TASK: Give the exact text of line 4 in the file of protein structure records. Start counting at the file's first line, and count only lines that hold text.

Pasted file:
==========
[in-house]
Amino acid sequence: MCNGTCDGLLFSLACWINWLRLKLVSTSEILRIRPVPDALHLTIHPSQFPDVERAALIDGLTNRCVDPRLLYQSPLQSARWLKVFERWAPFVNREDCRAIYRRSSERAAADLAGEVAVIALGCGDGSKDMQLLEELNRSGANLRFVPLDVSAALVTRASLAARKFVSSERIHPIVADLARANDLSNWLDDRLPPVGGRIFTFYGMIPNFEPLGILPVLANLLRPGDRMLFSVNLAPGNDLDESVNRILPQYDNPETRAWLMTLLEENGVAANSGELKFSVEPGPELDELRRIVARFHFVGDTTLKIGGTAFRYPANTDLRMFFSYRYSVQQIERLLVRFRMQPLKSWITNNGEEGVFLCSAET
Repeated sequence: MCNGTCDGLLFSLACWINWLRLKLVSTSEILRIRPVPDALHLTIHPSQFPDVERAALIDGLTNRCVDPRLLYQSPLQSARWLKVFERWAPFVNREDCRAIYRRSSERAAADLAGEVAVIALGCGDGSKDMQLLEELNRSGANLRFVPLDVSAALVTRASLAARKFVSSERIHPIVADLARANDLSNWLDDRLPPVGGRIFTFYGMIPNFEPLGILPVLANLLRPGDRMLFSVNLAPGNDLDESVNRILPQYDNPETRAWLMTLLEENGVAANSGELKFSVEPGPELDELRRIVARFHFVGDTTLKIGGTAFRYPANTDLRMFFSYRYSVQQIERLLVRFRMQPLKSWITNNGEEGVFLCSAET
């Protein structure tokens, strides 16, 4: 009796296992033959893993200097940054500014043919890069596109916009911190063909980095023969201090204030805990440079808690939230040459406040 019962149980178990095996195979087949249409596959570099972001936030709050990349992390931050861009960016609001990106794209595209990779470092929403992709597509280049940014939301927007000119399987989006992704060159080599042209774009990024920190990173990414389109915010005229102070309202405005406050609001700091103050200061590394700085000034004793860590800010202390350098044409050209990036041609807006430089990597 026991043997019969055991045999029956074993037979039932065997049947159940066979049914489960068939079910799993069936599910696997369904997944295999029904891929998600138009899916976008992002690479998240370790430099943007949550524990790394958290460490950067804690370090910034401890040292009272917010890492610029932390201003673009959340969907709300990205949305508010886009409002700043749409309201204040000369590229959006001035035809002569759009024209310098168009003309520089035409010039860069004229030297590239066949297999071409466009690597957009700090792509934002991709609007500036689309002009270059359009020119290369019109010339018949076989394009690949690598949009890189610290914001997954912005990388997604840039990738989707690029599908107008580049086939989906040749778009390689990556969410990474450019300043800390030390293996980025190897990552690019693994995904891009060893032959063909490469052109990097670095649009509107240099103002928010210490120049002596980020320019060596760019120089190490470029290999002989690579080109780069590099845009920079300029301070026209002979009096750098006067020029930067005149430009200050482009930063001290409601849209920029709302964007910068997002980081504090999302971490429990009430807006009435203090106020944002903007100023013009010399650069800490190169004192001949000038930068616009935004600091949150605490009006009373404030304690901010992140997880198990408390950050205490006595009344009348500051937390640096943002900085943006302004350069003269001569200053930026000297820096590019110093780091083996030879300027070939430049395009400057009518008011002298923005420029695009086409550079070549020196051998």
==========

């Protein structure tokens, strides 16, 4: 009796296992033959893993200097940054500014043919890069596109916009911190063909980095023969201090204030805990440079808690939230040459406040 019962149980178990095996195979087949249409596959570099972001936030709050990349992390931050861009960016609001990106794209595209990779470092929403992709597509280049940014939301927007000119399987989006992704060159080599042209774009990024920190990173990414389109915010005229102070309202405005406050609001700091103050200061590394700085000034004793860590800010202390350098044409050209990036041609807006430089990597 026991043997019969055991045999029956074993037979039932065997049947159940066979049914489960068939079910799993069936599910696997369904997944295999029904891929998600138009899916976008992002690479998240370790430099943007949550524990790394958290460490950067804690370090910034401890040292009272917010890492610029932390201003673009959340969907709300990205949305508010886009409002700043749409309201204040000369590229959006001035035809002569759009024209310098168009003309520089035409010039860069004229030297590239066949297999071409466009690597957009700090792509934002991709609007500036689309002009270059359009020119290369019109010339018949076989394009690949690598949009890189610290914001997954912005990388997604840039990738989707690029599908107008580049086939989906040749778009390689990556969410990474450019300043800390030390293996980025190897990552690019693994995904891009060893032959063909490469052109990097670095649009509107240099103002928010210490120049002596980020320019060596760019120089190490470029290999002989690579080109780069590099845009920079300029301070026209002979009096750098006067020029930067005149430009200050482009930063001290409601849209920029709302964007910068997002980081504090999302971490429990009430807006009435203090106020944002903007100023013009010399650069800490190169004192001949000038930068616009935004600091949150605490009006009373404030304690901010992140997880198990408390950050205490006595009344009348500051937390640096943002900085943006302004350069003269001569200053930026000297820096590019110093780091083996030879300027070939430049395009400057009518008011002298923005420029695009086409550079070549020196051998």